America’s Crippling Deficits

You often hear about how bad the budget or trade deficits are, but what you rarely see is an in depth look at both of these economic indicators and their historical trends. Add to this a little historical background information like the fact that since the Kennedy Round of trade negotiations went into effect in the late 1960’s the United States has only ran a budget surplus two times out of a possible 44 years. I certainly do not claim to be an economist but why don’t you take a look at these graphs and come up with your own opinion about whether or not the information on these charts represent the healthy byproduct of a nation’s trade relationship with the rest of the world or could they tell us that we might need to address these problems before they completely consume us. While you look at these charts keep in mind that the trigger for the last economic meltdown here in 2008 was when the housing bubble burst. This bubble was fed by foreign investment from the nations we run large trade deficits with.

So as you can see soon after the Kennedy Round went into effect the nation began flirting with running a trade deficit in the late 1960’s, this became permanent by the mid 1970’s. Now below take a look at a chart about the historical trend of budget deficits.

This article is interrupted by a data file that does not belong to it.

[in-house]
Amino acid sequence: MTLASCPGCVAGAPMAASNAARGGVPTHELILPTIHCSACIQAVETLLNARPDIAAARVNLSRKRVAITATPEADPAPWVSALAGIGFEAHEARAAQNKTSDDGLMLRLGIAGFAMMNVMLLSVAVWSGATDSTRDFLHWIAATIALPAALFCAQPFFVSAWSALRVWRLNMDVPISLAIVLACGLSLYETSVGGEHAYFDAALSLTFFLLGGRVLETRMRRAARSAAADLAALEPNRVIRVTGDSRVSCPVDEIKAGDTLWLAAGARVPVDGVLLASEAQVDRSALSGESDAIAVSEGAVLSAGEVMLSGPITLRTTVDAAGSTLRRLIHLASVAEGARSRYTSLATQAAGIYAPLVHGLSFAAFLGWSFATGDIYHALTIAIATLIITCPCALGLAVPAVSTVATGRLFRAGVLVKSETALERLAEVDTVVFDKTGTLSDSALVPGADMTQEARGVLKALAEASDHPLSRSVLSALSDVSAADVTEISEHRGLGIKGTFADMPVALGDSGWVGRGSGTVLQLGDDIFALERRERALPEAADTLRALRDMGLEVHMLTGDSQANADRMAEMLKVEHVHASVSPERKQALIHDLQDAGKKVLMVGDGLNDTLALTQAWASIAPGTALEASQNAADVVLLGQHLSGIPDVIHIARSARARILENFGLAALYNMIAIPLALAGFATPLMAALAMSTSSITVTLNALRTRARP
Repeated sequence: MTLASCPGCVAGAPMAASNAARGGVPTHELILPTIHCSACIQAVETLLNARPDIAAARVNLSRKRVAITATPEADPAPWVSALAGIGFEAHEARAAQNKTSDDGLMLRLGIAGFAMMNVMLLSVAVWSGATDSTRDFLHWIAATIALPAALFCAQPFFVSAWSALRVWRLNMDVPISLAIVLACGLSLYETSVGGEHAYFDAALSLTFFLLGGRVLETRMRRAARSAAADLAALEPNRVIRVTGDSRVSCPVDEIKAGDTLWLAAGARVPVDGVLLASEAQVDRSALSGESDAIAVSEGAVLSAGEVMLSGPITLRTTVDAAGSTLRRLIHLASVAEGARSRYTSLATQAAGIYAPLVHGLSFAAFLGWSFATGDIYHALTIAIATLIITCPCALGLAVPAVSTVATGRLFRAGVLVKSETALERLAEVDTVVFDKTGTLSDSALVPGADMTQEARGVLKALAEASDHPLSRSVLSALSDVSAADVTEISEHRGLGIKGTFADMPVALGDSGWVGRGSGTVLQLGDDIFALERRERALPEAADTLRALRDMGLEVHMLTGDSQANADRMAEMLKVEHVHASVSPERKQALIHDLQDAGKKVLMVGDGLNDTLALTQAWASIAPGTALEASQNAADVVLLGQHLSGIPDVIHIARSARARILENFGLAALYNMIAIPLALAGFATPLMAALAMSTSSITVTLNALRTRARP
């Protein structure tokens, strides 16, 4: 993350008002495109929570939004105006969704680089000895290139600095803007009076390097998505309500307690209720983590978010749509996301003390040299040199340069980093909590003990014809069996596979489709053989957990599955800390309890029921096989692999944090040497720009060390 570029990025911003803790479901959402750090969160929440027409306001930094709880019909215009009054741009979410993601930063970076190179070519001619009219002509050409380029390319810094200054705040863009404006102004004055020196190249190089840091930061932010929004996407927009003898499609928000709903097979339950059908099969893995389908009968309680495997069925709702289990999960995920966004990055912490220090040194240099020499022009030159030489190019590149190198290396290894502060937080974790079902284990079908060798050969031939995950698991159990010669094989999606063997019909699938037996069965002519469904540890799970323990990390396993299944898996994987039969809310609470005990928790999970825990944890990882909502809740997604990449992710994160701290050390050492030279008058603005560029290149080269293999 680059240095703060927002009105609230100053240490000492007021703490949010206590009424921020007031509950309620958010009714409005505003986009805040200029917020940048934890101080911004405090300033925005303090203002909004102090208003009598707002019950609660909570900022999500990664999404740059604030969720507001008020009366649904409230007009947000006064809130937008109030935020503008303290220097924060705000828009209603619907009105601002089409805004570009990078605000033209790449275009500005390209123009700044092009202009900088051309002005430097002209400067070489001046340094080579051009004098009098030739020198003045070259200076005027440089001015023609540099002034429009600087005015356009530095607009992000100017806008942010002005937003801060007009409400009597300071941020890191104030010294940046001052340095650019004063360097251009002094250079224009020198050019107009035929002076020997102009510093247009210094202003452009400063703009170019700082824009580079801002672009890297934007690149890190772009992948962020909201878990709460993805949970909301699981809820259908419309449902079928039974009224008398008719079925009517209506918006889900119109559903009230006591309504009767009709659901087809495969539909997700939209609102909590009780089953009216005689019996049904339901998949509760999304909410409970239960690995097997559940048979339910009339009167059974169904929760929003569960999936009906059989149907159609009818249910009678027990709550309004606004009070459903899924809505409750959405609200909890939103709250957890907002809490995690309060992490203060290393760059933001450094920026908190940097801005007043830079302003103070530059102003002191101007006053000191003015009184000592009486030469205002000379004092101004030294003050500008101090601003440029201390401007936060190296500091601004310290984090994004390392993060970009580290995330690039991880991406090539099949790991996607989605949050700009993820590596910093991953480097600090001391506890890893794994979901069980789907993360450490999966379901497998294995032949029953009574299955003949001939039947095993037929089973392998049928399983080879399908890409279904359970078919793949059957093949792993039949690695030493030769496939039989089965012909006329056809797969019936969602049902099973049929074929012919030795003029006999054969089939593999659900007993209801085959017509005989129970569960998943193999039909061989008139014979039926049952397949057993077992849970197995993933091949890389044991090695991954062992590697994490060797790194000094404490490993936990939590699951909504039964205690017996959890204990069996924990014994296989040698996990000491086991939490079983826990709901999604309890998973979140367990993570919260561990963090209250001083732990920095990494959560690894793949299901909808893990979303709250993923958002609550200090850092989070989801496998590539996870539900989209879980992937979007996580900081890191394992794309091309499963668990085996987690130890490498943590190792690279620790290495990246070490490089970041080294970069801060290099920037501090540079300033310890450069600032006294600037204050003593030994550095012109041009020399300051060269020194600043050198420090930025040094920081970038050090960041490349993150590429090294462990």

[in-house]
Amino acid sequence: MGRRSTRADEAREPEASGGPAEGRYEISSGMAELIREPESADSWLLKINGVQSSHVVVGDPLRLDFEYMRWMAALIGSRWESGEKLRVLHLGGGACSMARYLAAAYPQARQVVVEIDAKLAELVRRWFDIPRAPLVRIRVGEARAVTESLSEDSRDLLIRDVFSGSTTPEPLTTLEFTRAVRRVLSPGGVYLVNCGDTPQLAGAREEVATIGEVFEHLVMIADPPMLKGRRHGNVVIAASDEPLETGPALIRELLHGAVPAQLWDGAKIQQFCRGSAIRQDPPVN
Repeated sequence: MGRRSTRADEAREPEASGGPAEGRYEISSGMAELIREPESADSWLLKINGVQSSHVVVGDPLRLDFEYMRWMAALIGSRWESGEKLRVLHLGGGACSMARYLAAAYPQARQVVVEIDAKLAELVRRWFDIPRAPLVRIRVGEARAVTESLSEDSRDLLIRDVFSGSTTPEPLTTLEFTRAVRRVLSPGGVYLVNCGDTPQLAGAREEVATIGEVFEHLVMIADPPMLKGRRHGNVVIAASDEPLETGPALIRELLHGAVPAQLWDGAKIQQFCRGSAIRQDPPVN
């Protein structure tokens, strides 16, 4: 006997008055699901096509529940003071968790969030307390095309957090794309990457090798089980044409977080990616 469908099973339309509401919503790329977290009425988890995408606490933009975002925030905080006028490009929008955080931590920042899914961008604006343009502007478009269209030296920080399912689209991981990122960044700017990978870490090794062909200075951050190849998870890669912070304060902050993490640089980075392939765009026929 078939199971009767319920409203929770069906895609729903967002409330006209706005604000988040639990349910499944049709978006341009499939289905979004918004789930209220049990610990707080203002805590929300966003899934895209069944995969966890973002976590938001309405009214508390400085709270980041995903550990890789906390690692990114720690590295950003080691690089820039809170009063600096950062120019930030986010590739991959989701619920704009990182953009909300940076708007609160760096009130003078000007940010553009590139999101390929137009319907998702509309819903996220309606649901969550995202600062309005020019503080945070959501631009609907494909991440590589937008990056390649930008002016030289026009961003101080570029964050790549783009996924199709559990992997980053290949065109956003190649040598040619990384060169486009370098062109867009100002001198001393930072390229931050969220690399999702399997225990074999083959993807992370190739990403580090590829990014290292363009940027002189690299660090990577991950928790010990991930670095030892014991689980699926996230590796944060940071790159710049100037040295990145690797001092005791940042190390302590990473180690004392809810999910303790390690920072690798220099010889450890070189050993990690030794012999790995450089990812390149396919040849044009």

As you can see above the trend, while not exact, does follow a similar pattern which to me suggests the two are interrelated. The only exception being the latter years of the Clinton’s administration showing a surplus, which although I can’t prove right now, I would attribute much of that to unusual circumstances like the tech bubble. This leads me to wonder if since the introduction of the Kennedy Round of trade agreements has almost all of our gdp growth since the late 1960’s been because of deficit spending helping to prop up the economy, which as you see by the chart above only seems to need more and more deficits to get any kind of growth as time goes by. Like I said before I don’t claim to be an economist so I would be curious to hear what others had to say, but I also think that the typical knee jerk reaction from a free trade die-hard about all trade is good no matter the deficit doesn’t seem to work here considering we do have to pay back governmental debt. It also begs the question, is the whole free trade policy just one massive wealth redistribution scheme were the US sends all its good manufacturing jobs to Asia in return for cheap trinkets?  Or better yet, do we really have a real free trade relationship with countries like China or are they taking advantage of the spirit of free trade (if you have read past articles hear you will remember that this blog asserts that our trade relationship with the Chinese is unbalanced at best and possibly predatory on their part at worst) ? These are all legitimate questions that I feel have for too long been ignored by our so-called leaders.

GATT’s seven rounds of trade talks span more than thirty years …


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